Doane Stuart

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English

Students hone their skills as critical readers and writers in English 9; exercises in grammar and vocabulary supplement the essay assignments. Major readings include Ovid’s Metamorphoses, Shakespeare’s A Midsummer Night’s Dream, and two coming-of-age novels: Salinger’s The Catcher in the Rye and Julie Otsuka’s When the Emperor was Divine.   We also read a variety of lyric poetry and short stories from international authors. Full year course – 1 credit.

English 10 is designed to expose students to a sampling of world literature and is taught in chronological order. It begins with literature from the European Renaissance and ends with works from the late 20th century. The course parallels World History 10 (The Renaissance and Beyond). As literary texts are examined in the history course, historical texts are read in English. Units of study include the novel, short story, poetry, drama, non-fiction (historical) and essay. The course emphasizes the theoretical, practical and creative aspects of grammar, reading, writing/composition, oral skills, computer skills, research skills and literary/linguistic/language analysis. Texts: The DeYanni Reader (anthology), Othello, Candide, Tartuffe, Frankenstein, Oliver Twist, Enemy of the People, The Ego and the Id, The Metamorphosis, Beneath the Wheel, Being There.   Full year course – 1 credit.

In thematically organized units, such as “Parents and Children” and “Love Stories,” students examine classic texts: Chopin’s The Awakening, Twain’s Huckleberry Finn and Baldwin’s Go Tell It on the Mountain. We read short stories and poetry by Dickinson, Frost and Whitman; contemporary authors such as John Cheever and Wells Tower; and the play Animals Out of Paper, by the Pulitzer Prize-winning playwright Rajiv Joseph. The essay assignments, supplemented with exercises in grammar and vocabulary, are intended to help students write thoughtful, organized and polished expository prose.  Full year course – 1 credit.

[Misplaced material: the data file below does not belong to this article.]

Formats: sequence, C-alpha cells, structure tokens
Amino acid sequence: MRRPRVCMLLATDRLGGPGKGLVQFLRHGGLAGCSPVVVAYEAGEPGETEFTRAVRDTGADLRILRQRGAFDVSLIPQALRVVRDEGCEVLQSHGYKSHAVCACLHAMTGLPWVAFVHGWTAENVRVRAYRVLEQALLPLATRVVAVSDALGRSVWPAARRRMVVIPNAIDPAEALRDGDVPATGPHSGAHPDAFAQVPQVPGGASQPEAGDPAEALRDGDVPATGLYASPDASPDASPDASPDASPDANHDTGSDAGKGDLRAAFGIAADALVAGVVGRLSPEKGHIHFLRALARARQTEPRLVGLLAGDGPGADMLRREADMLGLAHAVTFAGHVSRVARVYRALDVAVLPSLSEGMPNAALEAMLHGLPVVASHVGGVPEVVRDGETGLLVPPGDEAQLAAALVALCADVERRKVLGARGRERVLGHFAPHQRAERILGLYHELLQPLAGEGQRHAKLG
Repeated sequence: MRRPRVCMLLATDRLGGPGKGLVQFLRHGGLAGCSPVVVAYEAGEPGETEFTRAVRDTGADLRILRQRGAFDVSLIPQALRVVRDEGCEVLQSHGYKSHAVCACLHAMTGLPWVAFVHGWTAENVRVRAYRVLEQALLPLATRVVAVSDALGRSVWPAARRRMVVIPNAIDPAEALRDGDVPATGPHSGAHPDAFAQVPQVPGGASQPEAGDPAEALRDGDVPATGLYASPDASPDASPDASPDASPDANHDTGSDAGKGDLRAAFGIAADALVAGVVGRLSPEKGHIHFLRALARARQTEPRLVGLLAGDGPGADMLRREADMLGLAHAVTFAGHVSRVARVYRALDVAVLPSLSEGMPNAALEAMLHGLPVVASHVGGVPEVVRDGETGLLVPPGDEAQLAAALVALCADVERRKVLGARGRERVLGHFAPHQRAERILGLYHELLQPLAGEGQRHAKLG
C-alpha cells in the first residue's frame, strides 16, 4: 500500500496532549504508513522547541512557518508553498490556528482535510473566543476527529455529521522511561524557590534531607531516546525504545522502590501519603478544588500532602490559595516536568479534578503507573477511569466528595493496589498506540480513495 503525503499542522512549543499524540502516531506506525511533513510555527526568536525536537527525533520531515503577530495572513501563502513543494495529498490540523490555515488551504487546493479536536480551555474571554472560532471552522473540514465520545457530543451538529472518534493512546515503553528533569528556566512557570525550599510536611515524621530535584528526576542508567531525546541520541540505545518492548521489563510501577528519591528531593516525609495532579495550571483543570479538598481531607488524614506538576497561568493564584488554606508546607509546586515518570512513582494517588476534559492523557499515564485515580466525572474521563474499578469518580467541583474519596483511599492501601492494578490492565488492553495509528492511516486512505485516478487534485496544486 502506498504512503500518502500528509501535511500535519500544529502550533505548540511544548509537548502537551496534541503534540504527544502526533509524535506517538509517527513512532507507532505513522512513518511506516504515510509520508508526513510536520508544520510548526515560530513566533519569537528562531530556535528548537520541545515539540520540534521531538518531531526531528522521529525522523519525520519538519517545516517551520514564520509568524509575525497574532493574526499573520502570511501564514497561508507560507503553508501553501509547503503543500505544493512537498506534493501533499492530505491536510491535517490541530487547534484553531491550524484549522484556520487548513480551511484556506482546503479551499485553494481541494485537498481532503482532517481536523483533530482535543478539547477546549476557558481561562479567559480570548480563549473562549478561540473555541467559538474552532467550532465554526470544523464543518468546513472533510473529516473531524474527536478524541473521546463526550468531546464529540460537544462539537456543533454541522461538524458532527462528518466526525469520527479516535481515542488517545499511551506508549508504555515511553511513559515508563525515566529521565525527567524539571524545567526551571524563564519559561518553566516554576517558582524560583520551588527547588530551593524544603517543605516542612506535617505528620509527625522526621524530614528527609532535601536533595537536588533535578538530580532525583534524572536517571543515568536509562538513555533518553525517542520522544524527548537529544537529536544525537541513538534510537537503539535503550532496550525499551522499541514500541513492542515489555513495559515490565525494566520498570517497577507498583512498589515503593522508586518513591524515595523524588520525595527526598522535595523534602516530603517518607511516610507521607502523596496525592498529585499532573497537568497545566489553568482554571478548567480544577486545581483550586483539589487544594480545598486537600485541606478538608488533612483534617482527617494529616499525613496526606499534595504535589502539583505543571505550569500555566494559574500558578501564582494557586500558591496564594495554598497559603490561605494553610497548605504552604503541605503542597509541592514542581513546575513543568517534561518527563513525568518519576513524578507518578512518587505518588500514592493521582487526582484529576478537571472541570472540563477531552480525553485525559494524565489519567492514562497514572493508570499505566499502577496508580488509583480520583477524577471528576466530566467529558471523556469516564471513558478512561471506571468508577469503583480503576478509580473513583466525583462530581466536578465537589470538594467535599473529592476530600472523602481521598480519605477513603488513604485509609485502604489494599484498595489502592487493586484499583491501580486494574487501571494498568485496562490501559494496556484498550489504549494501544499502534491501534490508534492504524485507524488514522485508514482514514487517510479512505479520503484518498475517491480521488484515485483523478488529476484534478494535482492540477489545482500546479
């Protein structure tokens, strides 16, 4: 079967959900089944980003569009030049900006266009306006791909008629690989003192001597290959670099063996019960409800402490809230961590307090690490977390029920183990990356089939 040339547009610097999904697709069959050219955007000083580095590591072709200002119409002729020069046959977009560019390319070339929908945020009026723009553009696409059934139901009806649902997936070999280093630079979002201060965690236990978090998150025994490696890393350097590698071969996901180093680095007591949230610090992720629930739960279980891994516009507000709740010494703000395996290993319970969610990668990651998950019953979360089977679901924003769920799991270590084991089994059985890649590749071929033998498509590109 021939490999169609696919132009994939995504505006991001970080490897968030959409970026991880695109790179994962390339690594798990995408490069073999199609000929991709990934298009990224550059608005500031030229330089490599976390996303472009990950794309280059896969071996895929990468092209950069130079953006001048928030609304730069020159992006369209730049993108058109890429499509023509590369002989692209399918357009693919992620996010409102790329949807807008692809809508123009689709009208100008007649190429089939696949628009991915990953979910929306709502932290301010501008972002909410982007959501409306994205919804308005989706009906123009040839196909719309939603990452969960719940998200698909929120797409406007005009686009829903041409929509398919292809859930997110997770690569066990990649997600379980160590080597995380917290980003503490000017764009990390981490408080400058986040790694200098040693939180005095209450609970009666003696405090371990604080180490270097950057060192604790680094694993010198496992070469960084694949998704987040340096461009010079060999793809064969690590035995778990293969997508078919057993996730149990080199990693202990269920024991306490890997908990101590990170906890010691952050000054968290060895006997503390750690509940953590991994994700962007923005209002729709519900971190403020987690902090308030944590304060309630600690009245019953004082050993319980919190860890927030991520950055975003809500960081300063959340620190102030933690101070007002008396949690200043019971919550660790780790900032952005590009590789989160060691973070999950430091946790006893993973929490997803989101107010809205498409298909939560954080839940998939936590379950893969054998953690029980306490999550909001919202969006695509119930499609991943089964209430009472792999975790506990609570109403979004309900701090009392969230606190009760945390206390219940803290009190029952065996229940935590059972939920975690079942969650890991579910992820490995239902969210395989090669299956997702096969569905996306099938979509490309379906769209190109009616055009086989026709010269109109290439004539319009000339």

The purpose of this course is to introduce students to what some literary critics call the most elemental of all art forms: poetry. The class explores the unique history of poetry, its importance in the formation of metaphorical language and the various ways it has been used to communicate the entire range of human thought. We read, discuss and analyze poetry from all parts of the world, and examine its special place in the historical continuum.

Full year course – ½  credit (class meets twice a week for a full year).

From Athenian democracy to the Age of Enlightenment, through modern day town hall meetings and Congressional debates, this workshop course explores the art of debate from a historical perspective. Students are expected to participate in class debates, create powerful persuasive arguments and, most importantly, learn to respect and thoughtfully consider both sides of every argument. Open to juniors and seniors, with permission of instructor and Associate Head of School.

Full year course – ½  credit (class meets twice a week for a full year).